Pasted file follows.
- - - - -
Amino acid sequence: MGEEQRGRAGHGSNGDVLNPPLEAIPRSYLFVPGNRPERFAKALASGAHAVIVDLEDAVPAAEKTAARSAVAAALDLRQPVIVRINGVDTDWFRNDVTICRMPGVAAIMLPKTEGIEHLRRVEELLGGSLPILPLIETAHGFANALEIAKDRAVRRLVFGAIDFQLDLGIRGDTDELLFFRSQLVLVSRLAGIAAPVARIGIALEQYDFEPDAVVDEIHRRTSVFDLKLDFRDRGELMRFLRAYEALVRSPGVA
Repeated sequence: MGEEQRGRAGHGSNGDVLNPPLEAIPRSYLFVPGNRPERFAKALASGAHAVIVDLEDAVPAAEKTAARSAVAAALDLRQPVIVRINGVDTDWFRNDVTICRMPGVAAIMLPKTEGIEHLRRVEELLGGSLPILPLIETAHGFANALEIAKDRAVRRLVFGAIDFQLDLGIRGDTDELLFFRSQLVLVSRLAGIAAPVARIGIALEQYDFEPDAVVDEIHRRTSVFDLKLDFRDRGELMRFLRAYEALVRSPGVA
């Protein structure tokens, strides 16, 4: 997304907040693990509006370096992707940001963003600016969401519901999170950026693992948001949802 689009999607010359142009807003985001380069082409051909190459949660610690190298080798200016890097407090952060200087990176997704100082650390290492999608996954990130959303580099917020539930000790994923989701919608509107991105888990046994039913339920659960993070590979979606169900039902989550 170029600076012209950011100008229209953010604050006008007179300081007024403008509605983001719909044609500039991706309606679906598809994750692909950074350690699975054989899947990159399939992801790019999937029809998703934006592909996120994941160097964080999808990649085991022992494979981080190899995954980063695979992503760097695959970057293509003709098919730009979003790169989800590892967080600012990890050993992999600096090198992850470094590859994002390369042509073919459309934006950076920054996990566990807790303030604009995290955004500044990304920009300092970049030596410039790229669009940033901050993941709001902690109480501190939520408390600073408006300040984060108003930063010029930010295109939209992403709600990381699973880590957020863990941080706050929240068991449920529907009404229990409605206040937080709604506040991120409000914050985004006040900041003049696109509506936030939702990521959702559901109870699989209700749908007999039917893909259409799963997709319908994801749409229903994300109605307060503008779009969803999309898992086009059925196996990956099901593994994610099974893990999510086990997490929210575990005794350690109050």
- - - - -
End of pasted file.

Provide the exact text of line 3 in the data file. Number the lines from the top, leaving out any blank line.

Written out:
């Protein structure tokens, strides 16, 4: 997304907040693990509006370096992707940001963003600016969401519901999170950026693992948001949802 689009999607010359142009807003985001380069082409051909190459949660610690190298080798200016890097407090952060200087990176997704100082650390290492999608996954990130959303580099917020539930000790994923989701919608509107991105888990046994039913339920659960993070590979979606169900039902989550 170029600076012209950011100008229209953010604050006008007179300081007024403008509605983001719909044609500039991706309606679906598809994750692909950074350690699975054989899947990159399939992801790019999937029809998703934006592909996120994941160097964080999808990649085991022992494979981080190899995954980063695979992503760097695959970057293509003709098919730009979003790169989800590892967080600012990890050993992999600096090198992850470094590859994002390369042509073919459309934006950076920054996990566990807790303030604009995290955004500044990304920009300092970049030596410039790229669009940033901050993941709001902690109480501190939520408390600073408006300040984060108003930063010029930010295109939209992403709600990381699973880590957020863990941080706050929240068991449920529907009404229990409605206040937080709604506040991120409000914050985004006040900041003049696109509506936030939702990521959702559901109870699989209700749908007999039917893909259409799963997709319908994801749409229903994300109605307060503008779009969803999309898992086009059925196996990956099901593994994610099974893990999510086990997490929210575990005794350690109050």